Search the Cinema Head Cheese Archives!

April 16, 2014

Movie Review: Frightmare (Blu-ray,1974)

It seems whenever there is some strong discussion on controversial horror directors from the UK, one name that almost always gets thrown around, is Peter Walker. The sleazy and often bloody works of Peter Walker (The Flesh and Blood Show, Die Screaming Marianne, House of Whipcord) aren't for everybody but neither is Tyler Perry.  Recently Walker’s films have gotten the high definition treatment thanks to the folks at Redemption Films. One of his masterpieces of note that fans of 70’s horror and Peter Walker might want to track down is the latest incarnation on the Blu-ray format for Frightmare.

After over a decade and a half in an insane asylum an elderly cannibalistic fortune-teller (Shiela Kieth, The Comeback, and House of Long Shadows) is released to snack on the unknowing townsfolk. For all they know she’s just another polite granny, who in a lot of ways looks a bit like Mrs. Doubtfire. Her husband, Edmund (Rupert Davies) doesn’t help matters as he continues to enable her, as bodies begin to pile up in their farmhouse. Of course the local police are on it but like most lawmen in horror they just chase their tales.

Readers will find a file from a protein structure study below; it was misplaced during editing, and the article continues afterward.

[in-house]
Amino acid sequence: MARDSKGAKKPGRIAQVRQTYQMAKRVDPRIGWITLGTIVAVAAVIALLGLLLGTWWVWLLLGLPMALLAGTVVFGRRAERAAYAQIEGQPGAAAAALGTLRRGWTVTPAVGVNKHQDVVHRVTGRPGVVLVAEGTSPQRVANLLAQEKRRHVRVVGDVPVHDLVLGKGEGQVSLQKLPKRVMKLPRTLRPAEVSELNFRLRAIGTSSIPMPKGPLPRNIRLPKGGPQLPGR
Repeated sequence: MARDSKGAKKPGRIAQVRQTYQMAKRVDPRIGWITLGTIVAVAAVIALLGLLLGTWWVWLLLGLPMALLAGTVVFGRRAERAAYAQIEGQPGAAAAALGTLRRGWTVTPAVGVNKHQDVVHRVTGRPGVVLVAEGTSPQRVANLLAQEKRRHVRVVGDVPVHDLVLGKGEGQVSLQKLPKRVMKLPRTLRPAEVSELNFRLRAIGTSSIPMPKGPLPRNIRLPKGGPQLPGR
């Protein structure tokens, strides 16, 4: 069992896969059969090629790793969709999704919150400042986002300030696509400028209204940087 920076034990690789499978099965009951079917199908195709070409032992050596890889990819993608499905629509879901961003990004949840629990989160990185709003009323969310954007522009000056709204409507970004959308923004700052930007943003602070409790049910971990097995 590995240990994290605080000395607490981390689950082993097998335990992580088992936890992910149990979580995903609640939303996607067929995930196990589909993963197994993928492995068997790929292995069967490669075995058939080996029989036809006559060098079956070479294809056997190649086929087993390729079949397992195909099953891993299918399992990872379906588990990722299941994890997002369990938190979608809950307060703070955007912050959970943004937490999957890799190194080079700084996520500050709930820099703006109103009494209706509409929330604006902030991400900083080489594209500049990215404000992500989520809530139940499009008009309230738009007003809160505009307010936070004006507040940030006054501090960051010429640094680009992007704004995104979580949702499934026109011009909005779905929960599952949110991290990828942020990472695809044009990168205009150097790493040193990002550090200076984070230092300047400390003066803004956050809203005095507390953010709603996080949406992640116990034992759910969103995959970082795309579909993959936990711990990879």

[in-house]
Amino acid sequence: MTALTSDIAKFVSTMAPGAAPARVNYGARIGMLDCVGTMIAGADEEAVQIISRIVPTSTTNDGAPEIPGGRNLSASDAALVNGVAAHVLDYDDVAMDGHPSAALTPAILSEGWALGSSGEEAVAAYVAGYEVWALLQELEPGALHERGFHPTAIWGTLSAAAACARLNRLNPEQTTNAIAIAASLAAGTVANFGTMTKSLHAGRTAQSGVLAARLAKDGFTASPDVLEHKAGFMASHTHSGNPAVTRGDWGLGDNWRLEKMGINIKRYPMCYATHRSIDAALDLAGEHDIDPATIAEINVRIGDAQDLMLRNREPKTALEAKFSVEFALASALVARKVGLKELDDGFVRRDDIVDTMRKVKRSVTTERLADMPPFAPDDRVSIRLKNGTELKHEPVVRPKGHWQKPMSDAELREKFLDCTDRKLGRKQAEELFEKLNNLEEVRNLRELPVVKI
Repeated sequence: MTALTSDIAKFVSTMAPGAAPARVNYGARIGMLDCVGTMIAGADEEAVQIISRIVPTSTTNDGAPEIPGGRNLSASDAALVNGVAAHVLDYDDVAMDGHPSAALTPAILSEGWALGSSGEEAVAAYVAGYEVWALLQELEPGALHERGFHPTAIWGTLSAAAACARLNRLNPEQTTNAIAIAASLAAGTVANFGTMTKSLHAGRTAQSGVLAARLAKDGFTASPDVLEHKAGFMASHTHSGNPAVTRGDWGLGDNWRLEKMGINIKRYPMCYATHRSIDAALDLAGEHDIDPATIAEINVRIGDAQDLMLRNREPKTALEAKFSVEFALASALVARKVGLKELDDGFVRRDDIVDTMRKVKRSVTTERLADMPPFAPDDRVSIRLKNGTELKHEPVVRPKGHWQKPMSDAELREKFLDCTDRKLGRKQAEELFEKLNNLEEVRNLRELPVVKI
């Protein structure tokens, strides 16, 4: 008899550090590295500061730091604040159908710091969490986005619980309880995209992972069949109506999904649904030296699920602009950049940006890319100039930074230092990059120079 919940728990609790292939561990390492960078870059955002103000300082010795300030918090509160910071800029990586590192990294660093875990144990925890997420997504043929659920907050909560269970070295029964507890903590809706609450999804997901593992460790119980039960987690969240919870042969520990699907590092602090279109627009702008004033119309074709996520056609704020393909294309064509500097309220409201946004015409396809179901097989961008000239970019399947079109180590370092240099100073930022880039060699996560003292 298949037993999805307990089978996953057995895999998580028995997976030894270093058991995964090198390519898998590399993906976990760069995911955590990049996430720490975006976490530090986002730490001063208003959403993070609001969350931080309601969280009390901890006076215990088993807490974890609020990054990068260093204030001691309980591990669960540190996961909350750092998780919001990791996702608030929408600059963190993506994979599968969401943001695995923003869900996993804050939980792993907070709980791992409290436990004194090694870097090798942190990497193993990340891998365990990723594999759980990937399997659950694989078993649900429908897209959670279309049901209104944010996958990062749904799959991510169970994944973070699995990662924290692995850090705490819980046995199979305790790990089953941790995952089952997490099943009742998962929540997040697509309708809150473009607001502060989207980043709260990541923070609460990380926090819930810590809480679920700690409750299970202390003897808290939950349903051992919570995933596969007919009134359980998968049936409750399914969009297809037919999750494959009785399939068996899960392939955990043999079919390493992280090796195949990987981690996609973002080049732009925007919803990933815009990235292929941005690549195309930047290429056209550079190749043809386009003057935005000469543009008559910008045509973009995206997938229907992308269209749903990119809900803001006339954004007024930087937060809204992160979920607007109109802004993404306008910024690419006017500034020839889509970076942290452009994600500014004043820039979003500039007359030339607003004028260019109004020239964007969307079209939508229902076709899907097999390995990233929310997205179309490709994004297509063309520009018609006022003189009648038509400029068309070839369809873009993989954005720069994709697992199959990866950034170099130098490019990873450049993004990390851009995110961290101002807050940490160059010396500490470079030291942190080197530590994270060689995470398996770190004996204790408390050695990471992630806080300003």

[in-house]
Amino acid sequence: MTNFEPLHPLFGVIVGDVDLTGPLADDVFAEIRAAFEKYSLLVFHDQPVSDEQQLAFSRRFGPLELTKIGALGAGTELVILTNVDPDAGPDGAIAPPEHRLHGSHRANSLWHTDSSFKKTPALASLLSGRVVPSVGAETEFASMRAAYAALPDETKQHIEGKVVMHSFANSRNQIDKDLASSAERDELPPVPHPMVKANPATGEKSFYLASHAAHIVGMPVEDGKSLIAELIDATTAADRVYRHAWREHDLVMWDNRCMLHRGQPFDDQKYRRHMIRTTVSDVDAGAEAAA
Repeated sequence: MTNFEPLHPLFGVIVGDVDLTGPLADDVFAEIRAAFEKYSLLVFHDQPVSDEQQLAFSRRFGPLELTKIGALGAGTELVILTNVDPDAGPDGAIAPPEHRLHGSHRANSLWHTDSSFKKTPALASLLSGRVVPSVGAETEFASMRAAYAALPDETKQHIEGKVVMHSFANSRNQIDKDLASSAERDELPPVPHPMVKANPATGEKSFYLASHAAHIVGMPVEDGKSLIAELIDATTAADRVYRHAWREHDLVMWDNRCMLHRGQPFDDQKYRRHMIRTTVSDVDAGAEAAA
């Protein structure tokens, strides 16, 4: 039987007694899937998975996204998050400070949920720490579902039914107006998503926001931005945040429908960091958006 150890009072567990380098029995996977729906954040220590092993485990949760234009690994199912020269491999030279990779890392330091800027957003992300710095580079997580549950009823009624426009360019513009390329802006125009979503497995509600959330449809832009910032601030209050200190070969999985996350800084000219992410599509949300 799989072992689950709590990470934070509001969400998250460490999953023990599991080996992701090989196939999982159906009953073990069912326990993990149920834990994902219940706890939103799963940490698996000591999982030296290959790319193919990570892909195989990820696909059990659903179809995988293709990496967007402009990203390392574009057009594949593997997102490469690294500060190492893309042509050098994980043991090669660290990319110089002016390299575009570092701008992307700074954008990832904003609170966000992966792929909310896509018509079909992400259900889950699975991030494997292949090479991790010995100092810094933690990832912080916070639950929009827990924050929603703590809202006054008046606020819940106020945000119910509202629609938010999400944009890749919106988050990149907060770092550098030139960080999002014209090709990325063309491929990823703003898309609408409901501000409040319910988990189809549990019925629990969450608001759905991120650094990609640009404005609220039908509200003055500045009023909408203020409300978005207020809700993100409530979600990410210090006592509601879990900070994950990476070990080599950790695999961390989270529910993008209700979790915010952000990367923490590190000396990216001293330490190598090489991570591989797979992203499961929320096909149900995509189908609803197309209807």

While not completely excessive in the gore department, Frightmare has some moments of grue that should keep horror fans happy. Keith’s portrayal of the cannibalistic septuagenarian Dorothy Yates is the biggest reason to take in this British sickie as she appears to have a blast playing a truly evil woman.

The audio and video quality are a notable improvement in comparison to the previous Shriekshow DVD release from a few years back The black and white scenes during the opening look very good and pop more than the previous disc and the colors are considerably more vibrant. Redemption Films does include some extra features on the disc in the form of interviews and a commentary with Walker and his collaborators as well as an enjoyable featurette on the unforgettable Shiela Kieth.

Frightmare may be a bit draggy in spots but it delivers the goods more often than not. Even to this day, forty-years later it still packs a punch that will disturb new audiences. Recommended

No comments:

Post a Comment